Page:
aka Shona Maguire is a multi-talented songwriter and producer, creating touching, eclectic, and always emotive music. After a stint in London and releasing on American label Summer Rain Recordings («The Whispering Chamber» in 2007 and «The Glory Feast» in 2008) she returned to Scotland. She quickly established herself as a notable force in the Scottish electronic music scene and was snapped up by prestigious label Benbecula Records as the only female artist in their 11 year history, releasing critically acclaimed album «Different Skin».
«Different Skin» was released in 2009 on Benbecula Records.
Wolfgang Goethe: «Faust». It’s poetic, and interesting, and brilliant. / Alexandre Dumas: «The Count Of Monte Cristo» / May Gibbs: «The Complete Adventures of Snugglepot and Cuddlepie». This was my absolute favourite bedtime story book. I recently got a bedtime story read to me for the first time as an adult (which I think more people should go for) and remembered how brilliant those stories were.
«Old Boy». To remind me that life is twisted and things could always be worse / «Labyrinth». To make me grateful for the lack of leggings. / «Amelie». To remind me of the brilliance of the small things.
Twister. May be easier for rescue planes to spot. / a pack of cards. You can do almost anything with a pack of cards: gamble, build houses, play tricks, use as plates, use as spoons, make oregami stuff, write postcards... / Cluedo. It was Colonel Mustard on the beach with the coconut.
Another language, f.e. Spanish, Korean, Swedish, German. I don’t really mind, but want to learn one fluently / Breakdancing; definitely the robot manoeuvre at least! / Jedi training – the force is strong.
Finger / The Metro / Future Music
warehouse parties / street art / the choice of stuff to do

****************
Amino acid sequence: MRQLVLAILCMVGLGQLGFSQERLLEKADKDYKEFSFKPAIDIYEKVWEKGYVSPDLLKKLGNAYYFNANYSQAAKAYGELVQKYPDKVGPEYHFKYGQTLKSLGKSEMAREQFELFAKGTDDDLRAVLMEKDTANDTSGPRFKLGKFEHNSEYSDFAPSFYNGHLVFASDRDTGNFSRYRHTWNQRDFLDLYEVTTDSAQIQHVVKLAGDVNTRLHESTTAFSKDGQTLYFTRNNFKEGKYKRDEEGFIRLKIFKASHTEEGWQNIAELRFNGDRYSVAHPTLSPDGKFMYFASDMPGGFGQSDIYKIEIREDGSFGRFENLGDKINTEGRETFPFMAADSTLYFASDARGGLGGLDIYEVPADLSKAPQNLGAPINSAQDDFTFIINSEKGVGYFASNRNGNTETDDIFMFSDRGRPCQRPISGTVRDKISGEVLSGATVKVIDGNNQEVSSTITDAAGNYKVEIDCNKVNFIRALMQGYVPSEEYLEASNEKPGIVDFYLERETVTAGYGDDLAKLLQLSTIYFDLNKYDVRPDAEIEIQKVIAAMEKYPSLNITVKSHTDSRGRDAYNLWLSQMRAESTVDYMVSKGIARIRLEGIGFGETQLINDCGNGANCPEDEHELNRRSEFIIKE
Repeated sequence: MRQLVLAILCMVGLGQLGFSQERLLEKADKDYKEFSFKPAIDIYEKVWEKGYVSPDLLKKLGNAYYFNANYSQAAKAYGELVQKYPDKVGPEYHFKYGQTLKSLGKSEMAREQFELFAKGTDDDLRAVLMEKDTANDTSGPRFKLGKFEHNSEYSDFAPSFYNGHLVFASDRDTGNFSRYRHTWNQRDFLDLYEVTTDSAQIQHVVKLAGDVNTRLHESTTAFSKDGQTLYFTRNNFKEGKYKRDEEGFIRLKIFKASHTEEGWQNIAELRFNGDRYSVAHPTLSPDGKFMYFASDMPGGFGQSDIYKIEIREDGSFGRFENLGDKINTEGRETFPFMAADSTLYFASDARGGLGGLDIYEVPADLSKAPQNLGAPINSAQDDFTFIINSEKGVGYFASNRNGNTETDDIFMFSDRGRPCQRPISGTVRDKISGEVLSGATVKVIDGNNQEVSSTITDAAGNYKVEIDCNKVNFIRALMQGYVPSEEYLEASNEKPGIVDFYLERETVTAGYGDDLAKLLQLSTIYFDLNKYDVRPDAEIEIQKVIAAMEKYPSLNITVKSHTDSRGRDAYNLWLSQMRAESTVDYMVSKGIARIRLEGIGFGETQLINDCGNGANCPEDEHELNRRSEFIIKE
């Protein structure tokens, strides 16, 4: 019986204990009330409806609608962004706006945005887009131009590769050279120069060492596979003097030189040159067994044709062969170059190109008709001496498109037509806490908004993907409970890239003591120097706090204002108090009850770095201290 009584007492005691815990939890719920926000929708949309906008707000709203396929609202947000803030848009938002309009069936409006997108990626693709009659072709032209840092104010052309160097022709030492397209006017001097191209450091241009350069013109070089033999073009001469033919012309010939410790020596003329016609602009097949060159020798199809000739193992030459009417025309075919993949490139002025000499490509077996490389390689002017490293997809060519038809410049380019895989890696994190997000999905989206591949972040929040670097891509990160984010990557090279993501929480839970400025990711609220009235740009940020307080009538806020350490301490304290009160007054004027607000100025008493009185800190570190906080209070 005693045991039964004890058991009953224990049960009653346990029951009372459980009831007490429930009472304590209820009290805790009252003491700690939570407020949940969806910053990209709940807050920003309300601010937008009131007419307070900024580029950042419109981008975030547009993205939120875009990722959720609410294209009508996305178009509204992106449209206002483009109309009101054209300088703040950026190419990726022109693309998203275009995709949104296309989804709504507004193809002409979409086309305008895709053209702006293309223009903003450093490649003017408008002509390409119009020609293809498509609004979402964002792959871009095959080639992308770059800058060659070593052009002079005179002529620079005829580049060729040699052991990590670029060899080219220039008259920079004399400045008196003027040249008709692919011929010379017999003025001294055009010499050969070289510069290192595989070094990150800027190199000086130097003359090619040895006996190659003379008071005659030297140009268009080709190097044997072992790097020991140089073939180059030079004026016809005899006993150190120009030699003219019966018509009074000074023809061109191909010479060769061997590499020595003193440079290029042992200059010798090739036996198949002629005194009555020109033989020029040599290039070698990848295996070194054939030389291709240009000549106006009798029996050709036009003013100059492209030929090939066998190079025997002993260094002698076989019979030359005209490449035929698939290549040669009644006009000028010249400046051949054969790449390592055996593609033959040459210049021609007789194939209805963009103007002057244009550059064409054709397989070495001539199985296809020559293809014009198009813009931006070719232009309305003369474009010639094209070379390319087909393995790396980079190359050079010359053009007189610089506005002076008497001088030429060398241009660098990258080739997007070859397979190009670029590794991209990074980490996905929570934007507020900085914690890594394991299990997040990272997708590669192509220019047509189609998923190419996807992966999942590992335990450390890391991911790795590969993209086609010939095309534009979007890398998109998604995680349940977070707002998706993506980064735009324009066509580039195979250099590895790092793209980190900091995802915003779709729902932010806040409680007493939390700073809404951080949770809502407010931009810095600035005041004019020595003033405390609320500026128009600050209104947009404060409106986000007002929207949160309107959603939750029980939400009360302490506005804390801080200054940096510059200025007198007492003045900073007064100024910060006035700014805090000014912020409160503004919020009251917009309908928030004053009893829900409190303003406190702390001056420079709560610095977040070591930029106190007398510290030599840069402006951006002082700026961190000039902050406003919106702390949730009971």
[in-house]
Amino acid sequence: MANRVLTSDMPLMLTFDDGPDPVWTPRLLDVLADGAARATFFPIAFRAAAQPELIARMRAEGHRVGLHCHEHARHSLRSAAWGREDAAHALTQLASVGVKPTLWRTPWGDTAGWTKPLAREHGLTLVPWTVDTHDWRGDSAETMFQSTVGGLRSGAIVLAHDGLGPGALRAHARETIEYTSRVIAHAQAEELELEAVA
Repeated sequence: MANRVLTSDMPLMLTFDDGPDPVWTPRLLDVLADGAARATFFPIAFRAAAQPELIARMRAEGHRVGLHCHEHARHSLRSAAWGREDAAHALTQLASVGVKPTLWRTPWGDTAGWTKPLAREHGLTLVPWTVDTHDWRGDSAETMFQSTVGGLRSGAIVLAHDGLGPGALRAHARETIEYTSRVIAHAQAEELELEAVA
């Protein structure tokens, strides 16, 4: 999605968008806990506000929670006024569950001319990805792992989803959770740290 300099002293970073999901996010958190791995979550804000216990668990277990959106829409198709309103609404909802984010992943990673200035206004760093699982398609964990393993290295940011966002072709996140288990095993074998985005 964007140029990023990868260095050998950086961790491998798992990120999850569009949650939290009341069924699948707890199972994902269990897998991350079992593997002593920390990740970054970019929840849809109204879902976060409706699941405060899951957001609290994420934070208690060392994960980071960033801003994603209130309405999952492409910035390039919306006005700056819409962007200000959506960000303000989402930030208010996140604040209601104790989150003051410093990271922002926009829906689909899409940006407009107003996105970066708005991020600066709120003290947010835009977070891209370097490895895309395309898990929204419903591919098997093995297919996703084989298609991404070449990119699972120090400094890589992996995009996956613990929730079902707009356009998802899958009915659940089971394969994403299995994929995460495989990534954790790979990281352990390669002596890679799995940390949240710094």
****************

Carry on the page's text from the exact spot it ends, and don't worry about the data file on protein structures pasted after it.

Three people is reeeeeally hard! I've been sitting here for ages trying to narrow it down. I can’t do it. But here are the themes I'd like to cover: Someone who makes me laugh so hard my tummy hurts / Someone who likes adventure and maybe could teach me some survival skills / Someone wise
a pet dolphin to ride me to the next island for parties and provisions. / a pet elephant to ride around the island, become friends with and to shower under. / a pet gopher; coz they're fluffy and cute and funny.
I'd like to learn to play «Bohemian Rhapsody» on the hand flute (when you put your hands together and blow and it makes an owl noise).
My loop station / a microphone / a guitar
I moved to Edinburgh when I was 18 and lived there for five years. That was during my time at the University. Before that I lived in a quaint town set in rolling hills in the Scottish Borders, called Peebles. People who live there call the region „The Shire“ – referring to the fictional Middle-earth area in „Lord Of The Rings“. It actually does look quite like it!
Edinburgh is a beautiful city, full of history, culture and brilliant people. I'd definitely recommend visiting during the Fringe Festival. It’s the world’s largest arts festival during three weeks every August. It’s mostly performing arts, drama, comedy, and even dance – from ancient Greece, Shakespeare and Samuel Beckett, through to new experimental works which might not be admitted to another festival. Or you come during the International Film festival in summer when the weather is good and the city is bustling with energy and life. Or over Christmas and New Year – with the street party, lots of Ceilidh dancing - an absolute must! They used to do brilliant Ceilidh nights (Ceilidh is a Scottish traditional dance which involves throwing yourself and your partner around the room energetically whilst whooping and screaming with delight and not worrying too much if you get the steps right) at the Caledonian brewery (in the Slateford area), but I don’t think they do them there anymore after they needed more room for making beer.